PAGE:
David, thank you for your post. Let me start out by saying that I do not have a dog in the YEC/OEC fight. My father, for whom I have an immense respect, love and admiration is a YEC, and he and I have discussed the matter extensively over the last three and half decades. That I ultimately concluded that I could not embrace the YEC position did not decrease my esteem for him in the least. He and I disagree in love and mutual respect, and I hope I can do the same with other YECs. Indeed, my best friend is a YEC and some months ago he posed the “why couldn’t God have done it this way” question to me, and instead of arguing with him I said, “Sure, God could have done it that way. I just think there are good reasons to believe that he didn’t.”
Now, to your comments:
I thought that Barry was beginning to get somewhere when he spoke of interpretative frameworks, but that he walked back the progress he’d seemed to make by reverting to talk of logic and evidence as an alternative to having an interpretative framework. This is philosophically very naive, and the kind of talk we’re more used to hearing from the New Atheist crowd. Listening to them, you get to understand that they (alone!) are the exponents of logic and evidence; everybody else is blinded by their religion (which we might call, their ‘interpretative framework’). The reality is that everybody has an interpretative framework. The only difference is the degrees to which you are a) aware of it and b) consistent with it.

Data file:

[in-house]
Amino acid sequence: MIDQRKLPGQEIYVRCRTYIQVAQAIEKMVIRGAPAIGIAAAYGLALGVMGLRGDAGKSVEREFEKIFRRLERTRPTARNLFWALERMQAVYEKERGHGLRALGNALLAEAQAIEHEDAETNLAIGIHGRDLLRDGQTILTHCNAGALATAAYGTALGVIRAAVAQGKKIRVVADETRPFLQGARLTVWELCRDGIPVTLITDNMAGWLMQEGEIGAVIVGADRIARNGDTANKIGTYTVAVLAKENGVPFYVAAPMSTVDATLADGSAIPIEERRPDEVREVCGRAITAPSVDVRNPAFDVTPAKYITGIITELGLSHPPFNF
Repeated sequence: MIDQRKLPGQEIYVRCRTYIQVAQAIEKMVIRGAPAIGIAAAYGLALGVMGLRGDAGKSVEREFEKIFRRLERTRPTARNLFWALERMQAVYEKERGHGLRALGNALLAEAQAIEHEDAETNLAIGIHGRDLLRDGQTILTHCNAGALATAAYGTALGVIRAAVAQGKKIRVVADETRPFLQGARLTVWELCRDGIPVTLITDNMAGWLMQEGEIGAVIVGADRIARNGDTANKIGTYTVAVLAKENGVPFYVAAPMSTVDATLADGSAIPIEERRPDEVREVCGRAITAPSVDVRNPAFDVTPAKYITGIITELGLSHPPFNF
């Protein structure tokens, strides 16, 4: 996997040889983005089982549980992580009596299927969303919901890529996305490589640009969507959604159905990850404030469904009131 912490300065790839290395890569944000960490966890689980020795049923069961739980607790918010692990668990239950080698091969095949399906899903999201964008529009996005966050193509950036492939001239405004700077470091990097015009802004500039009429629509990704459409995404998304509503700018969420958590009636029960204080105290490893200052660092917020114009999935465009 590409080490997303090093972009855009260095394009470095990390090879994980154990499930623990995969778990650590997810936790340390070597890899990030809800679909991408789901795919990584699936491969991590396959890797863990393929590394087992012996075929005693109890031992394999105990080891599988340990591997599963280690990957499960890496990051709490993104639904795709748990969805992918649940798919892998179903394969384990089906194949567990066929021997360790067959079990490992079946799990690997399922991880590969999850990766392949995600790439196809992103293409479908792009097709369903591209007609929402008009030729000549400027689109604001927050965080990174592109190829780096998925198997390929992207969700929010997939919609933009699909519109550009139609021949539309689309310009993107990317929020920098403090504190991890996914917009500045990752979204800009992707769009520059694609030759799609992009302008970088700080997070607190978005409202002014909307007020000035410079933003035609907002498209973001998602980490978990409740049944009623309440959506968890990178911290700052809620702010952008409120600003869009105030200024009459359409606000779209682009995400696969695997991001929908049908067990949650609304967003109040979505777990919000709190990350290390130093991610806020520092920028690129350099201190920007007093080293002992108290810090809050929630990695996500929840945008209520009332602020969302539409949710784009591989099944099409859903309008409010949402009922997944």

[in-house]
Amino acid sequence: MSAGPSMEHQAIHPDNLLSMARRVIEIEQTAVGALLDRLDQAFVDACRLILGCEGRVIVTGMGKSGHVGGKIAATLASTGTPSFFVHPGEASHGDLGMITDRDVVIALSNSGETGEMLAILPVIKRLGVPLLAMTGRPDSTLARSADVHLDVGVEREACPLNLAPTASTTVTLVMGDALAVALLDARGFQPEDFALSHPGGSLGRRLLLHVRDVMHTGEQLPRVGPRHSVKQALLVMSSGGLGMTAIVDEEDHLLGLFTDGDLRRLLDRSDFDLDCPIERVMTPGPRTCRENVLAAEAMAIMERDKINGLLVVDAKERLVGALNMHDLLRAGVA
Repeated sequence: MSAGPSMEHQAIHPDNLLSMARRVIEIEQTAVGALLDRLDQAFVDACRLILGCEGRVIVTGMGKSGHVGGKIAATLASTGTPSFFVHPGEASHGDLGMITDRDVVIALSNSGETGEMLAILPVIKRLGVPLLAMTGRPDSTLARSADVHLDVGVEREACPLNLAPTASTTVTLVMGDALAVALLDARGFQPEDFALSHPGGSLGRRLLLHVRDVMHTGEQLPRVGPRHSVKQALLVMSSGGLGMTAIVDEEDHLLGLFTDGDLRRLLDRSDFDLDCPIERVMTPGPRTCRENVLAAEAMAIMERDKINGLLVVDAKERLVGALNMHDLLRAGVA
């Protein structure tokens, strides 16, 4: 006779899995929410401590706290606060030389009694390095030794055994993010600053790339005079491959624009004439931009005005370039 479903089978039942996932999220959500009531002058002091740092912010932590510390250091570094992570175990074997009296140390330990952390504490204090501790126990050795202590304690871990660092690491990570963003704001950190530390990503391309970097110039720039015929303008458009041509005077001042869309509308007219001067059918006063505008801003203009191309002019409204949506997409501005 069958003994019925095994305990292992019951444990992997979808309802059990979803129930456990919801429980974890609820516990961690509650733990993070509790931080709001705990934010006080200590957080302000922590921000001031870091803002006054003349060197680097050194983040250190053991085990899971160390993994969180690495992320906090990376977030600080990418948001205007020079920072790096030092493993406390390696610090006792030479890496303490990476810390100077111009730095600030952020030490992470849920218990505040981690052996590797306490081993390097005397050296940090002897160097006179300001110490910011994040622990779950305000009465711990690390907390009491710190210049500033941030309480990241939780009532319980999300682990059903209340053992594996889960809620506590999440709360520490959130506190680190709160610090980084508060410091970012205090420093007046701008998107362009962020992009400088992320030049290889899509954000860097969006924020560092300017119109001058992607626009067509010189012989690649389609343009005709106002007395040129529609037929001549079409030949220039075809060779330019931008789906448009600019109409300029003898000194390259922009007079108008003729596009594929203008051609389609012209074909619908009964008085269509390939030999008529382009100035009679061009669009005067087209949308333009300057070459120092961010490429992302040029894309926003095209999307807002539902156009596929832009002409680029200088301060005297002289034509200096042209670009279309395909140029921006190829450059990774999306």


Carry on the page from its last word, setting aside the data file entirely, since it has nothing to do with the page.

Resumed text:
David, you have misunderstood me. The point I was trying to make (and if you read the post again I think you will see this) is exactly the point you make: I agree that everyone has an interpretive framework – a vision of the world through which they interpret the evidence and make logical deductions from the evidence. YECs interpret the world through a framework formed by a commitment to a particular approach to Biblical hermeneutics. Secular Darwinists interpret the world though a framework formed by a commitment to metaphysical materialism. BOTH appeal to the evidence and logical deductions from that evidence within their respective frameworks. I never said that YECs do not appeal to logic and evidence; my point is that they do just that within their interpretative framework. The point that I made was appealing to evidence and logic as interpreted outside of the YEC framework is not fruitful for the very reason that YECs believe the evidence and logic – interpreted within their framework – supports their views just as materialists believe that the evidence and logic – interpreted within their materialist framework – supports their views.
As a YEC, I believe that the correct use of logic is to honour God, who is the source and ultimate, perfect, exemplification of logic. He is a God of order and structure, and wishes his creation to be orderly and structured too. God is the ultimate grounding for logic.
No argument from me here. I have always liked the way the matter is phrased in the WSC:
Q. 1. What is the chief end of man?
A. Man’s chief end is to glorify God and to enjoy him forever.
To frame the issue in terms of “these guys have an interpretative framework… whereas I use logic and evidence” is a statement right out of the phrase-book of positivism and scientism which should have no place on the side of those of us who oppose both of those as false and busted philosophies. We all have interpretative frameworks. Logic and evidence do whatever work they do, for all of us, within one of those frameworks.
See above. You have misunderstood me. I agree. Everyone has an interpretive framework, not just YECs.